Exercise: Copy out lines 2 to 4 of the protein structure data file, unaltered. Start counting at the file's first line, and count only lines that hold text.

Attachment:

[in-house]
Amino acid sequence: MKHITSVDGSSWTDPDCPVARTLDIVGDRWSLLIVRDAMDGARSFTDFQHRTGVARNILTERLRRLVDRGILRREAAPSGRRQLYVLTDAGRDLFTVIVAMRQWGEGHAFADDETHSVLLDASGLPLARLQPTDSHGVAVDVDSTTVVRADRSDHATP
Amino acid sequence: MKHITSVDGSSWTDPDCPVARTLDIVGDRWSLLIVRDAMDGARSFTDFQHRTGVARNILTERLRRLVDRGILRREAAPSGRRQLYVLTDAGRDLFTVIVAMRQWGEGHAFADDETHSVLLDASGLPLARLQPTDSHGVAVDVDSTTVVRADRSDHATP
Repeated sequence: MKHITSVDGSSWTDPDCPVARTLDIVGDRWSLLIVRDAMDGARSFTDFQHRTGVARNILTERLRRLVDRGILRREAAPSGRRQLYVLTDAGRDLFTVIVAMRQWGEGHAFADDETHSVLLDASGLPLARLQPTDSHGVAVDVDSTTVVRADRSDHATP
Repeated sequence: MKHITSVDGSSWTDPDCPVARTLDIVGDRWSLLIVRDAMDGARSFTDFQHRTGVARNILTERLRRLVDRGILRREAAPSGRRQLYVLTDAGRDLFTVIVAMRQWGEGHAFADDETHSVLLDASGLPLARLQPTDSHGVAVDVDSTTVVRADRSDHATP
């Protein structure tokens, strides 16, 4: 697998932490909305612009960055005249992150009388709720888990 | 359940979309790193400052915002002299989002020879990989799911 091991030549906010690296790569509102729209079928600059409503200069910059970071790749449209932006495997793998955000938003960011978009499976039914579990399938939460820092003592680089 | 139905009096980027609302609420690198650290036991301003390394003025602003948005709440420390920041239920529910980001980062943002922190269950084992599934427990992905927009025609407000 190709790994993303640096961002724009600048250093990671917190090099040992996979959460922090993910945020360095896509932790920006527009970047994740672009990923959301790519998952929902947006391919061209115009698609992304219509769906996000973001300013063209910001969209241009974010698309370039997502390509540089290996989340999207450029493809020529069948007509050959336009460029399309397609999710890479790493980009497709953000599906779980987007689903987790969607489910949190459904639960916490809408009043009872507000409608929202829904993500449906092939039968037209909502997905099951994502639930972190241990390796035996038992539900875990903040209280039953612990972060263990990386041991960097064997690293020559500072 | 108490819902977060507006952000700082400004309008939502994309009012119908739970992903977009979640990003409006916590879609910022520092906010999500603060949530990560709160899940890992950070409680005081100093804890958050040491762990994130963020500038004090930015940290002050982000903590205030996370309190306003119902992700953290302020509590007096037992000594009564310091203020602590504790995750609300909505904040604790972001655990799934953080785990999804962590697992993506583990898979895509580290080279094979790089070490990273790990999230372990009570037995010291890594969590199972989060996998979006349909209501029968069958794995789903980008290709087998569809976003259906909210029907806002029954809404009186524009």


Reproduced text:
Amino acid sequence: MKHITSVDGSSWTDPDCPVARTLDIVGDRWSLLIVRDAMDGARSFTDFQHRTGVARNILTERLRRLVDRGILRREAAPSGRRQLYVLTDAGRDLFTVIVAMRQWGEGHAFADDETHSVLLDASGLPLARLQPTDSHGVAVDVDSTTVVRADRSDHATP
Amino acid sequence: MKHITSVDGSSWTDPDCPVARTLDIVGDRWSLLIVRDAMDGARSFTDFQHRTGVARNILTERLRRLVDRGILRREAAPSGRRQLYVLTDAGRDLFTVIVAMRQWGEGHAFADDETHSVLLDASGLPLARLQPTDSHGVAVDVDSTTVVRADRSDHATP
Repeated sequence: MKHITSVDGSSWTDPDCPVARTLDIVGDRWSLLIVRDAMDGARSFTDFQHRTGVARNILTERLRRLVDRGILRREAAPSGRRQLYVLTDAGRDLFTVIVAMRQWGEGHAFADDETHSVLLDASGLPLARLQPTDSHGVAVDVDSTTVVRADRSDHATP